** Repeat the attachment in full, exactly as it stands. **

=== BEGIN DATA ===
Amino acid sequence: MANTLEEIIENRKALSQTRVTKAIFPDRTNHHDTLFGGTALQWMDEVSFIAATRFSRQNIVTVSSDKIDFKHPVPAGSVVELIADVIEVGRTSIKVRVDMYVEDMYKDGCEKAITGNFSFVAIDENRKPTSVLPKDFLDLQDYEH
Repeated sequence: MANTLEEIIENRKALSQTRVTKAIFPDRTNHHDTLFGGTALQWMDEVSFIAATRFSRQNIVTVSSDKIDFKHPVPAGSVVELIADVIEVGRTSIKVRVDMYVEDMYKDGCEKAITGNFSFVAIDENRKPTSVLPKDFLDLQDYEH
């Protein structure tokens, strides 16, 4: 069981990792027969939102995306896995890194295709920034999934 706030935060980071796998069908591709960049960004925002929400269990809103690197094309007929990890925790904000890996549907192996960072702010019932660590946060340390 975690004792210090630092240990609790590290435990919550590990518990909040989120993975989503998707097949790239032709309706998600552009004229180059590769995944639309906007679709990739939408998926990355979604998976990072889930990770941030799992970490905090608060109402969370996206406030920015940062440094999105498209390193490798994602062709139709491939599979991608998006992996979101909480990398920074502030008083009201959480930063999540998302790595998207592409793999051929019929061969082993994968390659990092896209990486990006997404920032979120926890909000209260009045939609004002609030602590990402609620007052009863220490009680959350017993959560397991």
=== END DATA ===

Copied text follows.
Amino acid sequence: MANTLEEIIENRKALSQTRVTKAIFPDRTNHHDTLFGGTALQWMDEVSFIAATRFSRQNIVTVSSDKIDFKHPVPAGSVVELIADVIEVGRTSIKVRVDMYVEDMYKDGCEKAITGNFSFVAIDENRKPTSVLPKDFLDLQDYEH
Repeated sequence: MANTLEEIIENRKALSQTRVTKAIFPDRTNHHDTLFGGTALQWMDEVSFIAATRFSRQNIVTVSSDKIDFKHPVPAGSVVELIADVIEVGRTSIKVRVDMYVEDMYKDGCEKAITGNFSFVAIDENRKPTSVLPKDFLDLQDYEH
């Protein structure tokens, strides 16, 4: 069981990792027969939102995306896995890194295709920034999934 706030935060980071796998069908591709960049960004925002929400269990809103690197094309007929990890925790904000890996549907192996960072702010019932660590946060340390 975690004792210090630092240990609790590290435990919550590990518990909040989120993975989503998707097949790239032709309706998600552009004229180059590769995944639309906007679709990739939408998926990355979604998976990072889930990770941030799992970490905090608060109402969370996206406030920015940062440094999105498209390193490798994602062709139709491939599979991608998006992996979101909480990398920074502030008083009201959480930063999540998302790595998207592409793999051929019929061969082993994968390659990092896209990486990006997404920032979120926890909000209260009045939609004002609030602590990402609620007052009863220490009680959350017993959560397991």